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A cookbook to treasure even though its recipes are terrifying

Sunday, February 09, 2003

Here I am, all these years a food writer, and yet it never, not once, occurred to me, over the year and a half it took to read the 20 volumes of Patrick O'Brian's sea stories, to consider a cookbook based on the repeated mention of food to be found in these works.

The idea did occur to Anne Chotzinoff Grossman, who died in November and whose obituary I read in The New York Times. I was startled to discover that her book "Lobscouse & Spotted Dog: Which It's a Gastronomic Companion to the Aubrey/Maturin novels," existed, let alone was still in print.

Grabbing my hat, my coat, my mittens and my muffler, I ran off to Barnes & Noble, Downtown, and there the book was. And there it isn't -- my having bought the last copy. Skimming through it, I stopped to close the book and kiss the cover as a thank-you for its having returned me to the company of Captain Jack Aubrey and his ship's surgeon Stephen Maturin.

Here are heroes. Misery made the captain lustier; danger energized him. Equally brave, Stephen the scientist, scholar and spy -- sometimes in an opium haze -- was curious about everything, whether it be his own pain or that of his patients in whose recovery he was invested. These men lived lives full to the brim with excitement which we vicariously shared. There were nights when we couldn't leave them in their precarious positions and had to read on past midnight to see them out of harm.

They shared with us their appetite for living. They loved women and music and good wine. Jack especially would whoop with pleasure over a Plum duff. They ate bashed neeps, skillygalee, toasted cheese, pig's pettitoes and things I wouldn't dare to mention for fear of making the reader gag.

Anne Chotzinoff Grossman was made of sterner stuff. She and her collaborator, daughter Lisa Grossman Thomas, moved through the text undaunted. The pair found 5,000 food and medicinal references, which as The New York Times reports, "they boiled down to 130 recipes," not one of which I'm tempted to try. I treasure the cookbook for other reasons. I love that the authors are so accomplished.

Grossman was a sailor, a linguist, a translator and a music scholar whose mother was the sister of violinist Jascha Heifetz. Jack played the violin. Stephen, as he says, makes "attempts upon the cello."

The duets they played gave depth to their relationship. "Master and Commander" begins with a now-famous scene as the two men, strangers, both down on their luck, sit next to each other at a concert, listening to Locatelli's C major quartet. An exasperated Stephen accuses Jack of pounding his fist to the wrong beat. A duel seems imminent. They agree to meet the next day.

But then circumstances change. Jack gets his commission and in his joy over the assignment the men sit down to the pot of chocolate Stephen suggests. There, splendid conversation leads Jack to propose dinner. By the end of it, Stephen has accepted the post of ship's surgeon. The Sophie sets sail with the reader onboard.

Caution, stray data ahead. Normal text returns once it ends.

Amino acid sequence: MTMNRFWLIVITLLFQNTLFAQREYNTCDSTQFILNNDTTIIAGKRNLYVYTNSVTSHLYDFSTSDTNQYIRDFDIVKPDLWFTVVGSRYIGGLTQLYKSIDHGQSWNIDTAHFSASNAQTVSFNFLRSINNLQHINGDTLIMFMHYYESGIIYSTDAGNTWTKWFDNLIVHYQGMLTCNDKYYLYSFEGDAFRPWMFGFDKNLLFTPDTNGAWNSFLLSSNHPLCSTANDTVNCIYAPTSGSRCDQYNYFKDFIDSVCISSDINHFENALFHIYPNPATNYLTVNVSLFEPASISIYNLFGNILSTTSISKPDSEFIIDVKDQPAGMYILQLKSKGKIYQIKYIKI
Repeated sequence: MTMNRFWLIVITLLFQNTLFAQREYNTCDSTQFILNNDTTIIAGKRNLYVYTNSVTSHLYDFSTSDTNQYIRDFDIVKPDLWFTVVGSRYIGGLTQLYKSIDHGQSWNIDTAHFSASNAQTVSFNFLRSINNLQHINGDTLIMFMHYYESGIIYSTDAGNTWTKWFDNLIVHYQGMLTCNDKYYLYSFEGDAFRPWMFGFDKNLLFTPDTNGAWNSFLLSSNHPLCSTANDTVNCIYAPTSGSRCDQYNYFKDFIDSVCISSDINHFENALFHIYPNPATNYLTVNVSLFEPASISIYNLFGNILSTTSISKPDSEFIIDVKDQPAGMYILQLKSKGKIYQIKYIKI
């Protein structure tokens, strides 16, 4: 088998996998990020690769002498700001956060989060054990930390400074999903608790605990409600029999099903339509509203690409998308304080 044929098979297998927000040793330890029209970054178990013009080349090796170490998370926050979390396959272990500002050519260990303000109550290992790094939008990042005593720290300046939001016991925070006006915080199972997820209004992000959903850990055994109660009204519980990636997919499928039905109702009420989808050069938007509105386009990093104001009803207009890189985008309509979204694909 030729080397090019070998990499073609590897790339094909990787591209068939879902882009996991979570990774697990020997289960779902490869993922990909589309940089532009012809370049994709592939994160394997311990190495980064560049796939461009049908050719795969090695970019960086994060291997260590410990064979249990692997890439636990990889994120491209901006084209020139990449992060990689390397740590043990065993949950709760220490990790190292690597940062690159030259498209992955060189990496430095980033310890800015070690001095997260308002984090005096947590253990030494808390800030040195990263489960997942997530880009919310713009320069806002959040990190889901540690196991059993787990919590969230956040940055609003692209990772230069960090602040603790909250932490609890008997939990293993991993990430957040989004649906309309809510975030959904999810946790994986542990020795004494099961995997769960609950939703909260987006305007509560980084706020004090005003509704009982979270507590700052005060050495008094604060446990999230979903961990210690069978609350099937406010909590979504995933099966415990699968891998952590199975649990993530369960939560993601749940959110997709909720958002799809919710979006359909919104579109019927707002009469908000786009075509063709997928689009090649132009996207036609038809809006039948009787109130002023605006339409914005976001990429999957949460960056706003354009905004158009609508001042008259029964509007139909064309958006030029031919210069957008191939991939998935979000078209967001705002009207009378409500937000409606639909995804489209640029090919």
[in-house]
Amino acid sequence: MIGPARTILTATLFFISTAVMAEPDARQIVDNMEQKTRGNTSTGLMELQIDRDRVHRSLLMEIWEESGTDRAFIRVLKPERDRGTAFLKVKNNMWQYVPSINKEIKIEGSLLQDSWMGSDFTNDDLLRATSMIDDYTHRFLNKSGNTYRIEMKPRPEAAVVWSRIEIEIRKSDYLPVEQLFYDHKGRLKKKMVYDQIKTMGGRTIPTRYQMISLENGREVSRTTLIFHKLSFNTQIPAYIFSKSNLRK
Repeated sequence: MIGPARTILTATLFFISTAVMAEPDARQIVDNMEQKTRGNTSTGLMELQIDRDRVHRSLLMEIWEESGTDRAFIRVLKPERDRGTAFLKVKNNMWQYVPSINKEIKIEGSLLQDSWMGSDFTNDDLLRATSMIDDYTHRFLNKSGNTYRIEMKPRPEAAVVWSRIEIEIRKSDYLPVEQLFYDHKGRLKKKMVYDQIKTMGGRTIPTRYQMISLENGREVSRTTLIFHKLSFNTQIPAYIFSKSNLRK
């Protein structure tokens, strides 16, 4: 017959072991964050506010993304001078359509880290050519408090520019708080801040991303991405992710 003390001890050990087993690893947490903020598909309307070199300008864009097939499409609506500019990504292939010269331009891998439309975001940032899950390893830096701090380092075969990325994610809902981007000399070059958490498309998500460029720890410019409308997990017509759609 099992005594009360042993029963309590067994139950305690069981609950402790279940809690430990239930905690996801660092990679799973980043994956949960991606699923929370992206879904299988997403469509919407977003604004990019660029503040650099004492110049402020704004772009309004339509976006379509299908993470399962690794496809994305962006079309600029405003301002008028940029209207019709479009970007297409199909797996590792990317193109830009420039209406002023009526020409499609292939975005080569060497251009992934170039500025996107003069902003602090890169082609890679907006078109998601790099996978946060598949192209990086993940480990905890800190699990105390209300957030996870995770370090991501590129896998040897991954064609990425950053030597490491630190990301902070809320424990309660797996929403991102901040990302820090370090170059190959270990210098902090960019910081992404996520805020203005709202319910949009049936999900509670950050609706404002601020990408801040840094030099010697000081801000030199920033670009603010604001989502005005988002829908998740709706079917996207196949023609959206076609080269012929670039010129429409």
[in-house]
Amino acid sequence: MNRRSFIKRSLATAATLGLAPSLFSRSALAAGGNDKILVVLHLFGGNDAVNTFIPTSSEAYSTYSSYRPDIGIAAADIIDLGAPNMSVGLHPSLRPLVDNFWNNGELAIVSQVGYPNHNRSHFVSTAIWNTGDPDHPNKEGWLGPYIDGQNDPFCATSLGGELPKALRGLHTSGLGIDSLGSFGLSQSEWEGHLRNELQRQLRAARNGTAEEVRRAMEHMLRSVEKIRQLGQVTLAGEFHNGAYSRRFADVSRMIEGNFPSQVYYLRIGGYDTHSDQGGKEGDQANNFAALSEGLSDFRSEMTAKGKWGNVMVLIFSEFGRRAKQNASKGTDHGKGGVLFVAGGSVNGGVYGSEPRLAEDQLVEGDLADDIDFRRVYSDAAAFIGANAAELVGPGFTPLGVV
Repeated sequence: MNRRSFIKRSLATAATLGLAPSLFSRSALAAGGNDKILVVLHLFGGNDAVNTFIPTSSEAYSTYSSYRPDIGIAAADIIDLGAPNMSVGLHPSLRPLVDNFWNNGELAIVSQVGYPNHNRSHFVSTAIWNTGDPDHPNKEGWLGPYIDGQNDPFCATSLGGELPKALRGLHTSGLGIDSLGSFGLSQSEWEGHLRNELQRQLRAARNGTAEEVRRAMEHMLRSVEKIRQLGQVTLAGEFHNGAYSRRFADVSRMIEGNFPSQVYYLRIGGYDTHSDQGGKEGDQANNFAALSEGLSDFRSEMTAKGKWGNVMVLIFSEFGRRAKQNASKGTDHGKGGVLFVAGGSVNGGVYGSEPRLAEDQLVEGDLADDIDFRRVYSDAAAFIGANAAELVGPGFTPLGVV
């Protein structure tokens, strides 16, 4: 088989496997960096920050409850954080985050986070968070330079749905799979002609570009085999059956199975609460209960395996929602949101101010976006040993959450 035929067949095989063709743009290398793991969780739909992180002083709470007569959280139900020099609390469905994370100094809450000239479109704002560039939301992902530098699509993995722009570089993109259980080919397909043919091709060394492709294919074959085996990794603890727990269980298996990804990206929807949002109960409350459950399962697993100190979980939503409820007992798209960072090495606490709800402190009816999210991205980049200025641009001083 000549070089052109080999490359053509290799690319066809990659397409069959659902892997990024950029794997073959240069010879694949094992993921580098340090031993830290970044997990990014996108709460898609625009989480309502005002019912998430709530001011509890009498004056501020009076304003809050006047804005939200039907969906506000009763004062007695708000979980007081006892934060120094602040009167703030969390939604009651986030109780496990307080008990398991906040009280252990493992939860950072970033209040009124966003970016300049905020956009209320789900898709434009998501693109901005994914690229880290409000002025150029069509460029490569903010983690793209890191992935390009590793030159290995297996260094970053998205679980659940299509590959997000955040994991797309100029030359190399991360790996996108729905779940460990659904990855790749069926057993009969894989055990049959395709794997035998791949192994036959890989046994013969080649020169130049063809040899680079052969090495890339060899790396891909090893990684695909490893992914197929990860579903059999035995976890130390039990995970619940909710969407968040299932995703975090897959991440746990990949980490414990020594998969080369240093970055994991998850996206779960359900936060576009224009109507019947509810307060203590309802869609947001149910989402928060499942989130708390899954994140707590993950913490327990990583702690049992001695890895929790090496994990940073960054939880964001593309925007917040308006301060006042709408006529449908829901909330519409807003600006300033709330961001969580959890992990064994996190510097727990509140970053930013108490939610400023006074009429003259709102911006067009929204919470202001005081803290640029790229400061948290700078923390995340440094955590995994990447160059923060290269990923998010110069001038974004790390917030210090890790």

We partake of their full rich life. We follow them everywhere, and often it's to the table. But with rare exception,, the food mentioned in the books terrified me. What our heroes ate was proof of the terrible life imposed on men at sea during the time of Napoleon, feeding as they did off weevil-infested ship's biscuits, rats in onion sauce and spotted dog, which I took to be some kind of diseased meat but turns out to be a rice pudding with raisins. (Lobscouse, by the way, is a soup made from dried peas and salty beef.) When Gene, who read the books aloud, got to mealtime, I sometimes hummed so as not to think about what my heroes were putting in their mouths.

And yet "Lobscouse & Spotted Dog," the book about this very same food, is a delight. It's because the authors are influenced in their writing by O'Brian's style and their comments fit perfectly under the relevant text, which he has allowed them to reprint. Thinking I wouldn't live sufficient years to forget enough to make the books engaging again, I never reckoned on being returned, so soon, in the company of Jack, Stephen, Killick, Bonden, Pullings, Sophie, Diana, Brigid, Padeen and the other memorable characters we shut out of our lives when we moved the final volume, "Blue at the Mizzen," to the bookcase.

Because it was one of the pleasanter recipes to read about, I've chosen to share some thoughts on the drink called syllabub.

Grossman and Thomas write: "Syllabubs fall into three categories: Everlasting, Whipt, and From the Cow. The first is essentially a flavored whipped cream; the second, much the same thing, but floated in a glass of sweetened wine. The last, and most exciting, is the result of the "clabbering" effect of squirting milk directly from a cow into a bowl of sweetened wine."

The authors were fortunate enough to have access to a cow. In a very large bowl, they combined 2 cups port, 2 cups medium-dry sherry and 8 teaspoons sugar. They then milked the cow directly into the bowl until they had approximately 2 quarts of milk. It wasn't easy. In their recipe, they warn, "Be prepared to start all over again if the cow knocks over the bowl -- or steps in it -- both of which happened to us."

In addition to all of its many charms, "Lobscouse and Spotted Dog" provides a valuable seven-page bibliography of books used in the authors' extensive research. Anyone doing a history of food will certainly find this list useful.

"Lobscouse & Spotted Dog" by Anne Chotzinoff Grossman and Lisa Grossman Thomas (Norton, $16.95).

Marilyn McDevitt Rubin can be reached at mrubin@post-gazette.com or 412-263-1749.

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